Your Relationship Will Never Work Out If You Can’t Argue Like Adults

Whether you like it or not, there’s going to come a time in your relationship when a small disagreement turns into a full-blown fight. Fights are sometimes unavoidable, and they can ruin a solid relationship if you’re not careful. As an adult in a serious relationship, there are certain things you should always avoid doing if you and your guy want to come out the other side of an argument stronger than ever. Learning to shed old fighting habits is a lot easier when you learn to recognize them.

You don’t consider this man to be your partner when you argue. It’s easy to give into blind rage when you feel passionately about your side of an argument, but you have to try to maintain a clear head. You aren’t fighting with a random stranger online, you’re fighting with the person you chose to commit yourself to.  You have to remember that, although you may have felt wronged, there are always multiple sides to a disagreement, and the person you love is on the other side. Relationships can run off the rails once in a while, but never lose sight of the tracks ahead.

You forget the importance of respect. Of course love is essential to maintaining a happy relationship, but you can never forget the second most important ingredient: respect. If you and your guy drag each other down with childish name-calling, you’re not going to walk away from this argument a better couple. Arguments aren’t contests you can win by one-upping your significant other with hurtful jabs. It might feel good in the moment, but it won’t help you find a solution any faster.

You involve other people. When faced with an issue as an adult, like a leaky faucet or a tough assignment at work, you try to figure it out on your own first. Life experience has taught you that you are resourceful enough to find solutions. The same rule should apply to arguments within your relationship. Your friends and family don’t see the inner workings of your relationship, and generally, they’ll always side with you, even if you’re wrong. Constantly dragging third parties into your issues will only make them resent your significant other and could do some serious damage to your relationship. Try to hash things out with your guy before running to your friends.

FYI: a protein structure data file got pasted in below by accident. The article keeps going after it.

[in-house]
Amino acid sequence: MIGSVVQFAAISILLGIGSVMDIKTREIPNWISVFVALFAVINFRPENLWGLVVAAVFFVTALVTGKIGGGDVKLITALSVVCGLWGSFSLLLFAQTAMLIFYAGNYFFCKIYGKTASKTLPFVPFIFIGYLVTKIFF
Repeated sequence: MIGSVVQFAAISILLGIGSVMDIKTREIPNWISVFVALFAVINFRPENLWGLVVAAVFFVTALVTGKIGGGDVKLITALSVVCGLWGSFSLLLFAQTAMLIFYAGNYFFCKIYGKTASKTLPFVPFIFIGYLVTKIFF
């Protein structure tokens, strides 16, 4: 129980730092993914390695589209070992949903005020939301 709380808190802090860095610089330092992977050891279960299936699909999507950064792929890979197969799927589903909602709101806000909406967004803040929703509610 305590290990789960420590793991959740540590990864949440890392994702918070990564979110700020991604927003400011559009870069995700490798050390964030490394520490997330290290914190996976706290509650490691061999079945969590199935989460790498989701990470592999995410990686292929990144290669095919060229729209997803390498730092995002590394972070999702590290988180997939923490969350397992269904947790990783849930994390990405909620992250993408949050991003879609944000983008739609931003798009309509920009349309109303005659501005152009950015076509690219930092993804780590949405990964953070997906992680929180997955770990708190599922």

You forget why the argument started in the first place. Fights are often more complicated than a beginning, middle, and end, but some couples are prone to slow down the process by sprinkling other issues on top of an already sticky situation. Doing this can lead you away from the issue that started the fight in the first place. Deal with one problem at a time and don’t lose sight of your end goal: a solution to the problem.

You know there’s no real solution. If you’re starting an argument just so you can bring up old unresolved arguments, there’s a deeper issue at play. You shouldn’t use old arguments as ammunition unless your guy seems to be making the same mistake over and over again. If he is constantly repeating past mistakes, maybe it’s time to come to terms with the fact that this may not be the right guy for you. If you’re fighting for a solution to an unsolvable problem, you’re just wasting your time!

You let days go by before discussing your problems. Having an argument with your significant other and walking away for a little while to collect your thoughts is okay — totally ghosting for weeks at a time after a fight is not. If you’re using the silent treatment as some sort of punishment, you need to seriously reflect on what you want out of your relationship.

You fight in public. There is nothing more awkward than witnessing two grown adults go from throwing around passive aggressive remarks to having a full blown argument in public. Have a little more respect for yourself and your relationship, and keep your problems behind closed doors where they belong.

You let the booze do the talking. Do arguments with your significant other seem to always occur after a night out at the bar or after a few glasses of wine? Recognize the common factor and realize that you don’t need to rely on that uninhibited feeling you get under the influence of alcohol to speak your mind. Relying on alcohol to muster up the confidence to say what you mean is both physically and mentally unhealthy.

You think fighting is normal. I’m sure you’ve heard the saying, “you don’t really love someone until you’ve had your first fight.” Yes, eventually you’re going to be faced with a serious discussion or a rough obstacle, but that doesn’t mean your first instinct should be to put your dukes up. Try to replace petty arguments with constructive conversations.

You have to have the final word. You have to admit having the last word has a dramatic, satisfying effect. The problem is, the effect doesn’t last, and insisting on having the final word can lead you to say something you don’t really mean. If delivering the final blow is more satisfying to you than finding an actual solution, you’re not arguing like an adult should.

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